When Jesus was alive, he was asked what the essence of the Law is, in terms of Jewish theology. His answer was that you should love God, and love your neighbor as yourself. Using those two simple criteria, it is obvious that the Republican party is in no way a group of Christian people. You only need to read their party platform to see how mean-spirited and hostile the white-haired old bosses of the GOP are towards pretty much everyone except themselves.
With regard to loving God, it is clear that Republicans do not love God. No evangelical un-Christian loves God. They put up a portrait of God as an angry, vengeful monster who uses his unearthly powers to punish people for a “lack of faith,” or shortcomings in adhering zealously to the Law, as the Old Testament says. The Jewish theology of Late Antiquity also makes the claim that God will inflict droughts and defeat in warfare because the Jewish people of that era somehow came up short in their obedience. But there is a big, important caveat here. Jewish theology has evolved. If you read the works of actual Jewish theologians who are writing today, you do not see this God in their work. So where do you find it?
You find the Monster God in evangelical un-Christianity, and for one simple reason: most Christians, even scholars, do not actually understand today’s Jewish theological thought. What we have in the Old Testament is a snapshot of Jewish thought in Antiquity. If you ask contemporary evangelicals about Jewish theology, they will trot out their proof quotes from the Old Testament and think they are answering questions. This doesn’t work. It provides us with a portrait of a monster who will inflict misfortune and death on human beings who are helpless in relation to the power he is purported to have. Anyone who believes this scenario is terrorized.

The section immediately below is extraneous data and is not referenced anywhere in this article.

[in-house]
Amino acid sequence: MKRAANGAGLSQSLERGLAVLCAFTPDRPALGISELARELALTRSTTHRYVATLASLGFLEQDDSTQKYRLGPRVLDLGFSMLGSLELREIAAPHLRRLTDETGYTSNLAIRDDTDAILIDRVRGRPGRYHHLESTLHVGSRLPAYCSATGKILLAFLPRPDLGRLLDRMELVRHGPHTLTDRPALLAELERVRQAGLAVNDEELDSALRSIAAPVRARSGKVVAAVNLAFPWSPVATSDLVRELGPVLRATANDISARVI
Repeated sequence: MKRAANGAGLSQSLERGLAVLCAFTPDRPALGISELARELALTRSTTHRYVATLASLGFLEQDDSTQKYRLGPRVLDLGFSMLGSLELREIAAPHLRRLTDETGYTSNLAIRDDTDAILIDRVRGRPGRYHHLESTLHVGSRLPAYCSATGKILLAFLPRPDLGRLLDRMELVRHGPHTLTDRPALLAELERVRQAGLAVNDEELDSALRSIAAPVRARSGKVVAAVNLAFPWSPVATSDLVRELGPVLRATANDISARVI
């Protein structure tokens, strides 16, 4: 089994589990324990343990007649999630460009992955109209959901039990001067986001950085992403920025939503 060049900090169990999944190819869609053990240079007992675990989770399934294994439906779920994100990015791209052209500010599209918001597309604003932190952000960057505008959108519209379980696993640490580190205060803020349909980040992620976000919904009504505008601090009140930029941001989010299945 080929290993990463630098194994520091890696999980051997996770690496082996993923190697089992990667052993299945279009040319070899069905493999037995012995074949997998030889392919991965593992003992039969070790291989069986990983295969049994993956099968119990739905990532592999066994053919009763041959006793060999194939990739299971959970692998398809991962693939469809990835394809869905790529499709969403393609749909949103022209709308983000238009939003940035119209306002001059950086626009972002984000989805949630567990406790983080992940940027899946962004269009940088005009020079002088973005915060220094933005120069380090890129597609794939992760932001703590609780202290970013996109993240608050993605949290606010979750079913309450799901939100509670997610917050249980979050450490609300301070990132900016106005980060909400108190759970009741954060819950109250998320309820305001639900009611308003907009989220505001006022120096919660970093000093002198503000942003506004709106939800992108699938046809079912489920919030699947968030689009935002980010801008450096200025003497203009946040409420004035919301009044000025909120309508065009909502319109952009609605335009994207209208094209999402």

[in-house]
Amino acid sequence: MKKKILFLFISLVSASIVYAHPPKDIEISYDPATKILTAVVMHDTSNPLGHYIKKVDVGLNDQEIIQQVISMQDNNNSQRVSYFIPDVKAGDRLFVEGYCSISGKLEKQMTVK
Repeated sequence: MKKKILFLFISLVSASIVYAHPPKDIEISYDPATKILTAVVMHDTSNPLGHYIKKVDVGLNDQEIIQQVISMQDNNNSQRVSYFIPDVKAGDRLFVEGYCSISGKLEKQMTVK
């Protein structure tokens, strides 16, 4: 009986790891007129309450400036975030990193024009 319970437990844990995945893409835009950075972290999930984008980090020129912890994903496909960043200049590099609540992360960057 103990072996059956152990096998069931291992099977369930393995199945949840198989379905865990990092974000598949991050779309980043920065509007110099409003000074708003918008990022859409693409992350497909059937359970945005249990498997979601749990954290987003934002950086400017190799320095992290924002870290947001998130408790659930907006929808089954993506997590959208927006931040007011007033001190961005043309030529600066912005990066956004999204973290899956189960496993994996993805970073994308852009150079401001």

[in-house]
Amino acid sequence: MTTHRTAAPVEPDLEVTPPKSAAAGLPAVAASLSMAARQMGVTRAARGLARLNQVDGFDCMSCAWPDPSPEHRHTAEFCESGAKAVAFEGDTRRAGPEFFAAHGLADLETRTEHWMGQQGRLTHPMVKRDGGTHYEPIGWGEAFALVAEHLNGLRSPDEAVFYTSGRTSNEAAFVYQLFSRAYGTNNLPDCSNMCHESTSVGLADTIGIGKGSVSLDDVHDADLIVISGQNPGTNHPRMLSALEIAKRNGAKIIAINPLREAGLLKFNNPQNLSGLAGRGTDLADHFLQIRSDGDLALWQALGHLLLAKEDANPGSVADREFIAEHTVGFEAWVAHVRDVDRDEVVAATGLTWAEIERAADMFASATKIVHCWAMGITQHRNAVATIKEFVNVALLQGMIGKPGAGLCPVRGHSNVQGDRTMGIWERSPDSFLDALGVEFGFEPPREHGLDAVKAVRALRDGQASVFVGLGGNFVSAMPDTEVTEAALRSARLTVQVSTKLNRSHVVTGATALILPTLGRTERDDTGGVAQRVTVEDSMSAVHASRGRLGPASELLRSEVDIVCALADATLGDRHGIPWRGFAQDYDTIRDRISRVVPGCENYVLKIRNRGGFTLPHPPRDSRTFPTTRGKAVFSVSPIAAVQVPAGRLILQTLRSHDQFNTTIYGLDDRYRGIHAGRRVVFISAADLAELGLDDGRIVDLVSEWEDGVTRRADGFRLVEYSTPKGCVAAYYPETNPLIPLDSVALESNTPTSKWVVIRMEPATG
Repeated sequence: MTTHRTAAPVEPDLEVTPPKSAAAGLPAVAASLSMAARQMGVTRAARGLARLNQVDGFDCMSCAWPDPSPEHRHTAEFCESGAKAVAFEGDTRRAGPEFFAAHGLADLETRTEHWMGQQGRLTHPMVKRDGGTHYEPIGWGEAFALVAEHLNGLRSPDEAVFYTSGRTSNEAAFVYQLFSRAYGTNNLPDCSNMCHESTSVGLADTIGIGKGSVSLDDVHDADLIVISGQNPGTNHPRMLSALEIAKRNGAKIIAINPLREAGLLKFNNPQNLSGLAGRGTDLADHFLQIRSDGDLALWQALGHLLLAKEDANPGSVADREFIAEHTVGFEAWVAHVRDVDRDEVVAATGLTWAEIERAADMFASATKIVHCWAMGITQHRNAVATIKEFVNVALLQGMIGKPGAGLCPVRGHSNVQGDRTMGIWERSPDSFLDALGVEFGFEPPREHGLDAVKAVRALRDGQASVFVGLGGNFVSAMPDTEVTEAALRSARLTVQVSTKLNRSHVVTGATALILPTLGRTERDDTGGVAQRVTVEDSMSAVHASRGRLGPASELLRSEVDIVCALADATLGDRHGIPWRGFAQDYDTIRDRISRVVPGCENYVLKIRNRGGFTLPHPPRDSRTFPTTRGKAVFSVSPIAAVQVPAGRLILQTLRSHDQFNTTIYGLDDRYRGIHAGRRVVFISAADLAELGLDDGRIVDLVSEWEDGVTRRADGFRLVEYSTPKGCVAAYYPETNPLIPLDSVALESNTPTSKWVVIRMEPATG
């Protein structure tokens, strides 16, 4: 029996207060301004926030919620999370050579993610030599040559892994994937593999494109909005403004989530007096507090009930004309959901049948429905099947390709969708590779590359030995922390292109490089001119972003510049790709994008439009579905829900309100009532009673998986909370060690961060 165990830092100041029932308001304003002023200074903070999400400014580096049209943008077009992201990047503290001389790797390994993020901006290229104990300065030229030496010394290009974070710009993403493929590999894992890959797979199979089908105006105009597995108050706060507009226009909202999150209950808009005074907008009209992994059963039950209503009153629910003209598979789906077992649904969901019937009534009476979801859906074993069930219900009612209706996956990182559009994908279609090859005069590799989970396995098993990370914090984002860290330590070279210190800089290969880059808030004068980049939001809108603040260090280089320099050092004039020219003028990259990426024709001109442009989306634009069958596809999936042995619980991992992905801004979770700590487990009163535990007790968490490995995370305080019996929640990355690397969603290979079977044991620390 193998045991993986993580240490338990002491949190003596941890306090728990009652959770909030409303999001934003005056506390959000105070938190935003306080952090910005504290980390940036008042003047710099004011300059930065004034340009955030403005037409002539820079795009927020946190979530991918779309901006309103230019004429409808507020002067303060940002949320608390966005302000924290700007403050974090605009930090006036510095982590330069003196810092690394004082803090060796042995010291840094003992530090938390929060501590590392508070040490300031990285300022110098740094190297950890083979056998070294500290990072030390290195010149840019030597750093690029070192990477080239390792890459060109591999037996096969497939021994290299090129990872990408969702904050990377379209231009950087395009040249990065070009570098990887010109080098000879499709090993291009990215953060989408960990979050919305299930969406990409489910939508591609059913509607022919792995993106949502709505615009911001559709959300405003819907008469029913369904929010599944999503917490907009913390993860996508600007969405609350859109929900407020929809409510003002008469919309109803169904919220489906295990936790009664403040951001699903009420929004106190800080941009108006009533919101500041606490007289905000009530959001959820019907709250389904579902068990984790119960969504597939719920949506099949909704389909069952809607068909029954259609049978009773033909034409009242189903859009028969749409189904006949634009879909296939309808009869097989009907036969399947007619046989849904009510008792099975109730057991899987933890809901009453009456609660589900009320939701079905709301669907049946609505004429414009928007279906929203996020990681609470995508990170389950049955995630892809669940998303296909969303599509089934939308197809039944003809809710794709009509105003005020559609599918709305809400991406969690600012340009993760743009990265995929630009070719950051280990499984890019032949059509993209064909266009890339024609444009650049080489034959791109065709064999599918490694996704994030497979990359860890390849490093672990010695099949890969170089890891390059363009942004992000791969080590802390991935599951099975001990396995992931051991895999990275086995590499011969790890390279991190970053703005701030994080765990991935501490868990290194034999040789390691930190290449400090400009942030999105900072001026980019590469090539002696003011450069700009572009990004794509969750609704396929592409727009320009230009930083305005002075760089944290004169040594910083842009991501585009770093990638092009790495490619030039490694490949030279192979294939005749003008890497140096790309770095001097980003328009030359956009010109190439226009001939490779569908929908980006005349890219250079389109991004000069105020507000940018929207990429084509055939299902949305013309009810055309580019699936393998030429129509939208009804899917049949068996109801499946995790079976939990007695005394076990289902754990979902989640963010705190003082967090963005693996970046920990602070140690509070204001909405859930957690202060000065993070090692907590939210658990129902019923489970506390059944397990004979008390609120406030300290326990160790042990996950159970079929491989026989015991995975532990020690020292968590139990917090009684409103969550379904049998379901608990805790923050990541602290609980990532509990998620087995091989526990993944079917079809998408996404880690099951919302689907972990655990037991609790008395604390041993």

A perfect example of this state of mind was Kim Davis, while she was enjoying her fifteen minutes of fame. Many people pointed out that she had been divorced and remarried, which is breaking the Ten Commandments. But they did not understand that when Davis joined her evangelical church, she was absolved of her earlier mistakes. But she dare not go out of bounds again. Hence she was uncompromising in her refusal to cooperate with the authorities. One misstep and she was headed for a slam-dunk into the eternal lake of fire. She, and all evangelicals, understand that full well.
It is psychologically impossible to love a person who has a gun to your head–that is putting it simply. Evangelicals will deny it, though, because their sanity depends on pretending that somehow any action of God==any at all–is justified somehow. “The Lord works in mysterious ways,” they will say. This accounts for the intransigence and willful blindness of primitive Christianity. They do not love God; they are terrified of God and are hoping he will not notice them, or hoping that God won’t pay attention to child rape if it is committed by a preacher behind the closed doors of his office.